Paynes Prairie Preserve State Park

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Alligator, La Chua Trail

Florida’s state parks are often hidden gems. Such is the case with Paynes Prairie Preserve State Park. We were planning a trip some years ago when I saw a swath of green on the map. I had never heard of Paynes Prairie, but it seemed worth a stop. We visited in January of that year and I was delighted to find a savanna filled with migratory birds, alligators, and bountiful wildlife. It was like a tiny, hidden Everglades. The park is 21,000 acres with various habitats, from swamps to forests.

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Golden orb weaver (aka banana spider)

In April of this year, I went to Gainesville for work. Once the meeting was over, I asked the person I had the meeting with if she wanted to go for a hike. We took our work hats off, put our friend hats on, and headed over to the park.

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Mud turtle

She drove us to Bolen Bluff, a trail in Paynes Prairie, just off 441, about 25 minutes south of Gainesville. We found a wee turtle and golden orb weaver within minutes. We also spotted a northern parula. The forest gave way to prairie. Ahead of us was a family of bison.

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Wild bison

People expect exotic wild animals in Florida, like cobras and Mickey Rourke, not bison. They were once native to Florida and were reintroduced to the park in the 1970s as part of the park’s goal of preserving the land as a living museum. The population reached 70 in 2011, but unfortunately, they deemed this excessive and began culling instead of sterilizing or maintaining. There is now a small group of 8-10 bison.

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Wild horses
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Fisheye view from the top of the observation tower

I had to drive to Jacksonville the next day, but I got up early and hiked two additional trails on my own. I first stopped at the visitor center and went to the top of the observation tower. From there I spotted a few wild horses and unspoiled wilderness across the prairie basin.

 

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Thistle and insects, La Chua Trail
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Gallinule
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Kite being attacked by a smaller bird
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Dragonfly
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Great blue heron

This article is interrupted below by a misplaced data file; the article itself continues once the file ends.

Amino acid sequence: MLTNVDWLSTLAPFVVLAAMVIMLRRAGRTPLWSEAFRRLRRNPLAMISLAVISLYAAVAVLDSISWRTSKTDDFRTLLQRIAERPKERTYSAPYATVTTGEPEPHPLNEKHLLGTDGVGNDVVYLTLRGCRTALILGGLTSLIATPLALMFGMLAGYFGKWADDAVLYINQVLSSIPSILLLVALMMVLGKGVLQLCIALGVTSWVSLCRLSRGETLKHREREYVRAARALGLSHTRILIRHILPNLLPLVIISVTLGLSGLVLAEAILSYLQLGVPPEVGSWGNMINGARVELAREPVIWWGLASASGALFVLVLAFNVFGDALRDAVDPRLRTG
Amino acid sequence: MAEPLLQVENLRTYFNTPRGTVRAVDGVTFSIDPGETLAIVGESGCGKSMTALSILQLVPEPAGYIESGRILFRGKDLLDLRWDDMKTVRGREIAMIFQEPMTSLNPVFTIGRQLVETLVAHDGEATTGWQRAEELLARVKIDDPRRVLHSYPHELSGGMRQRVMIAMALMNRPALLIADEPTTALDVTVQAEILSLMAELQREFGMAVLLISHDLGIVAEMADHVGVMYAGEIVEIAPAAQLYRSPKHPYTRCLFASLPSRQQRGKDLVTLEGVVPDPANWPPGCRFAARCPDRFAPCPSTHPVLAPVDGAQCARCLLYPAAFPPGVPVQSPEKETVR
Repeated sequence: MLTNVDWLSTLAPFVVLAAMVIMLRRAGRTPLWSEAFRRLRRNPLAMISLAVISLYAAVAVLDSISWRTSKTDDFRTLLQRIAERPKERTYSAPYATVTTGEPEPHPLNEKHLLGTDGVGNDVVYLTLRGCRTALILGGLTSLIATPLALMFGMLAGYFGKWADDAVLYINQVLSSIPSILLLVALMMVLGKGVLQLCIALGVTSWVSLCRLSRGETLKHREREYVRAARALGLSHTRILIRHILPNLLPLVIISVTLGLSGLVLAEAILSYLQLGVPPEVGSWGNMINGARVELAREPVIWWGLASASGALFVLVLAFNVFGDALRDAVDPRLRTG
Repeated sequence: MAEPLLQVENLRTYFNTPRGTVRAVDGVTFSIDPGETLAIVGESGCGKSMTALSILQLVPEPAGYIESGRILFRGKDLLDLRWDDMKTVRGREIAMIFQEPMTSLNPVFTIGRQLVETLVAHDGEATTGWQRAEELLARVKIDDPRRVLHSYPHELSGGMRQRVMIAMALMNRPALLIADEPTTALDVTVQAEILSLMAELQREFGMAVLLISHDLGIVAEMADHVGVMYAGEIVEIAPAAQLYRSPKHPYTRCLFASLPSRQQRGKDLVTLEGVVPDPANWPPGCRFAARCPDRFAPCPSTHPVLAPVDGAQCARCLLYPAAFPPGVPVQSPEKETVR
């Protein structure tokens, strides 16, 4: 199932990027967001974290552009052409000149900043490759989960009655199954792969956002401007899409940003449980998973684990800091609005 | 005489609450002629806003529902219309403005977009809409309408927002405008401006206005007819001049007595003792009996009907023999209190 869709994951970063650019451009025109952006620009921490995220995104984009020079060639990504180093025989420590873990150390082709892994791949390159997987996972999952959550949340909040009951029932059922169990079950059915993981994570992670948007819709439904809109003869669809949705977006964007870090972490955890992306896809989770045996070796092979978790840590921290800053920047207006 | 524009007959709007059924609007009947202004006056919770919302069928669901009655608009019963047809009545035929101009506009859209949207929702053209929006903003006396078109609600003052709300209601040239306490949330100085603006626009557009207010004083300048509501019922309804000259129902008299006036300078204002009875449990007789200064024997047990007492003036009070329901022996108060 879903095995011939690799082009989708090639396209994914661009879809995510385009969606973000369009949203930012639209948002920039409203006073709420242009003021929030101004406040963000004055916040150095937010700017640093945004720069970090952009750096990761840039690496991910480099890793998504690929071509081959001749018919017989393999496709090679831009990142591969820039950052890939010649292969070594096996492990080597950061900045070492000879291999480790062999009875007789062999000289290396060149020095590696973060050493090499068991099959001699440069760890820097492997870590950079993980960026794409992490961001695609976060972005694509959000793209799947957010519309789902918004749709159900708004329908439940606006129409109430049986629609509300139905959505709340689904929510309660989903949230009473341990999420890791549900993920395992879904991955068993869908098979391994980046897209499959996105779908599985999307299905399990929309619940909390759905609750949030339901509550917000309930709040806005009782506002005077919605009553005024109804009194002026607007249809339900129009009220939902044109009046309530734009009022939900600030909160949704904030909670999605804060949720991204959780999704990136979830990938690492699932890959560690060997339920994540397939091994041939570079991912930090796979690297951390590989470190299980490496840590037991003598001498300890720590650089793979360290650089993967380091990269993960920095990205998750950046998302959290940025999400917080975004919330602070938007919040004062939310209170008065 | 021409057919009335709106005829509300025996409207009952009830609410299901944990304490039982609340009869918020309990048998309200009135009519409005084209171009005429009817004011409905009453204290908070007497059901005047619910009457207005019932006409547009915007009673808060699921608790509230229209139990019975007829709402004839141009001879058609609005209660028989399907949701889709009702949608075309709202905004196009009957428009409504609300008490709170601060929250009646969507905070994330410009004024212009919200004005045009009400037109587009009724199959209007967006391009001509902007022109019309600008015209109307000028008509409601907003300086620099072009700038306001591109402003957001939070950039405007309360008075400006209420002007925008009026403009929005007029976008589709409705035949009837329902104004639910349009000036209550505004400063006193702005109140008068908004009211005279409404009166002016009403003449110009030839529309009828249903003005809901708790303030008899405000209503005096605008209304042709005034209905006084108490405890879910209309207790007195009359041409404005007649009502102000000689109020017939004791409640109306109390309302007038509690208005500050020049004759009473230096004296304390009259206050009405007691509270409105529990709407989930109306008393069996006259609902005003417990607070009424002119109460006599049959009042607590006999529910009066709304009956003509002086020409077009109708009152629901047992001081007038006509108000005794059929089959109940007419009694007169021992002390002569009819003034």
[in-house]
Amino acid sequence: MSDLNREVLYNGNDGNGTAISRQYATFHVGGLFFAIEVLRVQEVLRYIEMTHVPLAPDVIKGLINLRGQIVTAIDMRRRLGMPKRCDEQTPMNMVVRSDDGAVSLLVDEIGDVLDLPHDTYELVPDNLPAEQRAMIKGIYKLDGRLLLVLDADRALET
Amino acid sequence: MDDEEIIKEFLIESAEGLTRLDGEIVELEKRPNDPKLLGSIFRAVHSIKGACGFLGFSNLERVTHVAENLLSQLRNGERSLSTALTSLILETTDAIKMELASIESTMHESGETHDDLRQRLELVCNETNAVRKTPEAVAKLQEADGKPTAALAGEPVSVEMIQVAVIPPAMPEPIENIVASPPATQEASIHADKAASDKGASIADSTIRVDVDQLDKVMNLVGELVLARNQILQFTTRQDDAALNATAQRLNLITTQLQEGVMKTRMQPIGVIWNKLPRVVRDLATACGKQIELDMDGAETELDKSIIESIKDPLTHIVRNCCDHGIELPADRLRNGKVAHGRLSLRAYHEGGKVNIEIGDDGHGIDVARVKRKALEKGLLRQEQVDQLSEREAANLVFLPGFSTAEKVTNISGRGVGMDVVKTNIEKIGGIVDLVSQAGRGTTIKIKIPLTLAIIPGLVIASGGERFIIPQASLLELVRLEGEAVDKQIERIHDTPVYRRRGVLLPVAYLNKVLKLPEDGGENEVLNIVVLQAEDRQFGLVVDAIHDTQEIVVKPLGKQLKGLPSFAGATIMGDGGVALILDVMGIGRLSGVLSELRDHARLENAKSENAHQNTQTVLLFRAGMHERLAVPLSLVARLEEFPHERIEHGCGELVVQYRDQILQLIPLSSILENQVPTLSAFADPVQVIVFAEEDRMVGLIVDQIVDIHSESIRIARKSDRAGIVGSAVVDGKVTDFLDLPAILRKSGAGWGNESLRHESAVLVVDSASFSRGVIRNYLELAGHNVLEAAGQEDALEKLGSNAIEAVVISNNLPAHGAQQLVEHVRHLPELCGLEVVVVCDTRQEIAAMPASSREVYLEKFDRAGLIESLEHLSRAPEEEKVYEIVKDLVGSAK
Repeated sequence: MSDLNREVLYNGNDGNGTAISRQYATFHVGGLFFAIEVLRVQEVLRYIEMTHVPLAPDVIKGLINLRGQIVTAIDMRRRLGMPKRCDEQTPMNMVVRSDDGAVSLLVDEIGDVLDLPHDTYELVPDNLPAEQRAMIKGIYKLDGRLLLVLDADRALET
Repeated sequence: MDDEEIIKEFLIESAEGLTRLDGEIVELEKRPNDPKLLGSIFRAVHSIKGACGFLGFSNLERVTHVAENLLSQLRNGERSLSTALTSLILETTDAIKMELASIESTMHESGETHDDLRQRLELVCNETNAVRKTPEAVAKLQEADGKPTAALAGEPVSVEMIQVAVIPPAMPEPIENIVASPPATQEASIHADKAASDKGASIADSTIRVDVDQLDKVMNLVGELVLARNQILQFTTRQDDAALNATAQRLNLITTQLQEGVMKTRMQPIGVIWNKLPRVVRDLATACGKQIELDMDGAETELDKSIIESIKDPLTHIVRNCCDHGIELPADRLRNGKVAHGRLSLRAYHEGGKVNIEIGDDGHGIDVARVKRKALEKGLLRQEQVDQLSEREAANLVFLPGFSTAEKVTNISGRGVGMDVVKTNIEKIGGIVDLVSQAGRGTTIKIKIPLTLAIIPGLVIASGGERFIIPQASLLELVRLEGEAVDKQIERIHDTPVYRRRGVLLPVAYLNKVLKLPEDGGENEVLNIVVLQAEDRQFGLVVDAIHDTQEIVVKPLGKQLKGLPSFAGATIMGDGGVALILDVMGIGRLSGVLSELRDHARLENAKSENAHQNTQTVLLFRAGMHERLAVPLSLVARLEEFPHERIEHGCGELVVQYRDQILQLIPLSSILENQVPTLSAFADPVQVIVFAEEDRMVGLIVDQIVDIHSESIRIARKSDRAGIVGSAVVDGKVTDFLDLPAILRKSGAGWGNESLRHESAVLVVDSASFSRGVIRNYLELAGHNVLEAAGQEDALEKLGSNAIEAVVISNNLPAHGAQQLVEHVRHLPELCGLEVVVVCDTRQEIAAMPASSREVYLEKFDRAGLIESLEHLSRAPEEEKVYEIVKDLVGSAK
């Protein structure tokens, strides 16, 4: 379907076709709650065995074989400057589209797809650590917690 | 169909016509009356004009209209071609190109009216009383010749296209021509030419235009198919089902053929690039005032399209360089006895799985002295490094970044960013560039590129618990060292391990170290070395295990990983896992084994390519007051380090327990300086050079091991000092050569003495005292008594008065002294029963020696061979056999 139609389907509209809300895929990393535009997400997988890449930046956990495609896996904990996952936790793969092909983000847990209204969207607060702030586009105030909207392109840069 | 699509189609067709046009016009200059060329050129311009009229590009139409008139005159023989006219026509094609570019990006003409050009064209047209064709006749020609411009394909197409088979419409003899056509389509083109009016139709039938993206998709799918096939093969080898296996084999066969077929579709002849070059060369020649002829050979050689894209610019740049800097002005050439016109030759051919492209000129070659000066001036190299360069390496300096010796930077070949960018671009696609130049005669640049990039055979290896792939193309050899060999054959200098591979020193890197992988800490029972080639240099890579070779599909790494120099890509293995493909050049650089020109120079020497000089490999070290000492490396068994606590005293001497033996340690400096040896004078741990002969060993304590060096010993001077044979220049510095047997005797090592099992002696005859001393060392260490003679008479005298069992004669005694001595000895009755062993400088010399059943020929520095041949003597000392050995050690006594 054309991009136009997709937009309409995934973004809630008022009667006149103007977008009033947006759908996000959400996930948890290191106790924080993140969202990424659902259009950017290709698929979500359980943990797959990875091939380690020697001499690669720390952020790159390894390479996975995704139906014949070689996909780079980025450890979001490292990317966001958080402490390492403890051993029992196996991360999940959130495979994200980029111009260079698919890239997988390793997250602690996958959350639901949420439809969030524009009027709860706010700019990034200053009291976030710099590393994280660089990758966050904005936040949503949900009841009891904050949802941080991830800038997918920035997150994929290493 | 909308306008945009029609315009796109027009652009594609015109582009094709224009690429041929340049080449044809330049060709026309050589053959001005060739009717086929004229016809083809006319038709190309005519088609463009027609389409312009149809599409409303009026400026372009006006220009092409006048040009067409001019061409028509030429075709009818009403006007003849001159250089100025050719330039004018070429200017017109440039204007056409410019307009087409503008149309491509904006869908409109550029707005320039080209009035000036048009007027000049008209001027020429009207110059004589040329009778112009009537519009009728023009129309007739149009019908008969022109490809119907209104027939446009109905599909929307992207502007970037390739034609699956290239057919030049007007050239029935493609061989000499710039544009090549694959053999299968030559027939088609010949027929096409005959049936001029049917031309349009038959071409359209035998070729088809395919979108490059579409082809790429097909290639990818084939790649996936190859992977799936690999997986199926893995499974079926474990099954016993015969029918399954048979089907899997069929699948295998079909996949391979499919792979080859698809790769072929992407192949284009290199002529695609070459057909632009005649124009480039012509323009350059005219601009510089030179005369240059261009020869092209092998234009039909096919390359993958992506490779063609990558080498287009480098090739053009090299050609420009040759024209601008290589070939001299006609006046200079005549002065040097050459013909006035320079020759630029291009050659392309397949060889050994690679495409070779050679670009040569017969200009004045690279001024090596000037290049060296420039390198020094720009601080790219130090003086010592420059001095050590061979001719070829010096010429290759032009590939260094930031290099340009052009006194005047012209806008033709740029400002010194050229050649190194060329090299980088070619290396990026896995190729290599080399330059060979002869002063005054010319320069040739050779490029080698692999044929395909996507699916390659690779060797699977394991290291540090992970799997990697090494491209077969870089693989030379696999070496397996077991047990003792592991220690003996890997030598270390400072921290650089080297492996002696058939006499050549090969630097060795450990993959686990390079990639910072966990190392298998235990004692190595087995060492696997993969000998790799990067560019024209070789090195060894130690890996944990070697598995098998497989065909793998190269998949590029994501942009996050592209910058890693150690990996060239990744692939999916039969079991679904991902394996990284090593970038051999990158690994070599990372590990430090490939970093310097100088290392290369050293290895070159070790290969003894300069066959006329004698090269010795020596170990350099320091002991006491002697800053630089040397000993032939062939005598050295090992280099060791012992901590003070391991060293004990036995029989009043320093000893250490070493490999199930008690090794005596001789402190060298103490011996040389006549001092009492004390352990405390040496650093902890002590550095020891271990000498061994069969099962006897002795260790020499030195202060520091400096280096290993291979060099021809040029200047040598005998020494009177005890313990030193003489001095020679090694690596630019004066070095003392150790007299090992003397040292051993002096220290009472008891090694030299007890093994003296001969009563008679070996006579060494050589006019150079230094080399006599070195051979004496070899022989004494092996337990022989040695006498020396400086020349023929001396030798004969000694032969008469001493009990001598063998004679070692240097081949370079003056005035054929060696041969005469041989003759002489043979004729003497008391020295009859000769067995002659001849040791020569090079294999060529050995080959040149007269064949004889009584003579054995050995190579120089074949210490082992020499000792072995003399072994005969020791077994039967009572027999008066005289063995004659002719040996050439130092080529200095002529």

Then I drove to the La Chua trail. To reach the trailhead you need to go through suburban Gainesville. It isn’t the easiest spot to find and the park provides written directions. The parking lot leads to old barns and out onto a trail that runs out to the Alachua Sink, draining into the prairie. The waterline and waterways are teeming with wildlife, especially birds and reptiles. There are kites, blackbirds, primordial-looking dragonflies, alligators, turtles, herons, egrets and more sliding and flying in and out of the reeds. Unlike in winter, the alligators are active in the spring, often walking across and blocking the trail. Even at 10am on a weekday, there were birders and hikers out. A word of caution, if you don’t recognize animals for what they are and show some common sense, I don’t recommend visiting. There’s no Plexiglas between you and the rightful, rather large, inhabitants of the savanna.

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Coolest grackle ever

Paynes Prairie Preserve State Park

Hours: 8:00 a.m. until sunset, daily

This map provides an overview of the area.

Admission:

Main Entrance Admission
$6.00 per vehicle, limit 2-8 people per vehicle
$4.00 Single Occupant Vehicle
$2.00 Pedestrians, bicyclists, extra passengers, passengers in vehicle with holder of Annual Individual Entrance Pass

LaChua Trail Admission
$4.00 per vehicle

Bolen Bluff Admission
$2.00 per vehicle, limit 8 people

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UF Bat houses

Also worth checking out in the area:

University of Florida Bat Houses

The University of Florida is home to the world’s largest occupied bat houses. At dusk each night thousands of bats fill the sky.

North side of Museum Road between Village Drive and Radio Road across from Lake Alice.

 

Devil’s Millhopper Geological State Park

This is basically a huge sinkhole accessed via stairs.

9:00 am – 5:00 pm Wed-Sun, closed Mon-Tues

4732 Millhopper Road

Gainesville, FL 32653

(352) 955-2008

P.S. – Chopstix on Rt 441 has a decent vegetarian selection.

 

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